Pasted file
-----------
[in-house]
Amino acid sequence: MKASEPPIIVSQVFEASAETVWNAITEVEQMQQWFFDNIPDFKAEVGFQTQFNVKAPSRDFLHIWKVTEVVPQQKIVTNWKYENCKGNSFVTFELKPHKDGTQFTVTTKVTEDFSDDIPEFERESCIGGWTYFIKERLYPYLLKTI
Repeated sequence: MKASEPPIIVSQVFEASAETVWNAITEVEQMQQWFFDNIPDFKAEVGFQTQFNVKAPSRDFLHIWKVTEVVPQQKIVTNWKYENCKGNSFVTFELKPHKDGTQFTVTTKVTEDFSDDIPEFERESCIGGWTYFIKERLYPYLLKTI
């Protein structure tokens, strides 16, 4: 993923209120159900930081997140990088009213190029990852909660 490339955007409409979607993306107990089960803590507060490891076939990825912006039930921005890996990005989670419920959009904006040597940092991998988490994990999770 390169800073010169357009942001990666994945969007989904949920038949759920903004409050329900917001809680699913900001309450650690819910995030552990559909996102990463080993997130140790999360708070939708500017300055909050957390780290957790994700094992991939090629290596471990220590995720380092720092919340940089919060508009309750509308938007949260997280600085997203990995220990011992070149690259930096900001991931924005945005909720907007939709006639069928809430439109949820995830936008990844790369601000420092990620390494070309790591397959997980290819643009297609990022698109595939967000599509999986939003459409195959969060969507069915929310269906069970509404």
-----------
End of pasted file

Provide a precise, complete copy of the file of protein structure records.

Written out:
[in-house]
Amino acid sequence: MKASEPPIIVSQVFEASAETVWNAITEVEQMQQWFFDNIPDFKAEVGFQTQFNVKAPSRDFLHIWKVTEVVPQQKIVTNWKYENCKGNSFVTFELKPHKDGTQFTVTTKVTEDFSDDIPEFERESCIGGWTYFIKERLYPYLLKTI
Repeated sequence: MKASEPPIIVSQVFEASAETVWNAITEVEQMQQWFFDNIPDFKAEVGFQTQFNVKAPSRDFLHIWKVTEVVPQQKIVTNWKYENCKGNSFVTFELKPHKDGTQFTVTTKVTEDFSDDIPEFERESCIGGWTYFIKERLYPYLLKTI
């Protein structure tokens, strides 16, 4: 993923209120159900930081997140990088009213190029990852909660 490339955007409409979607993306107990089960803590507060490891076939990825912006039930921005890996990005989670419920959009904006040597940092991998988490994990999770 390169800073010169357009942001990666994945969007989904949920038949759920903004409050329900917001809680699913900001309450650690819910995030552990559909996102990463080993997130140790999360708070939708500017300055909050957390780290957790994700094992991939090629290596471990220590995720380092720092919340940089919060508009309750509308938007949260997280600085997203990995220990011992070149690259930096900001991931924005945005909720907007939709006639069928809430439109949820995830936008990844790369601000420092990620390494070309790591397959997980290819643009297609990022698109595939967000599509999986939003459409195959969060969507069915929310269906069970509404």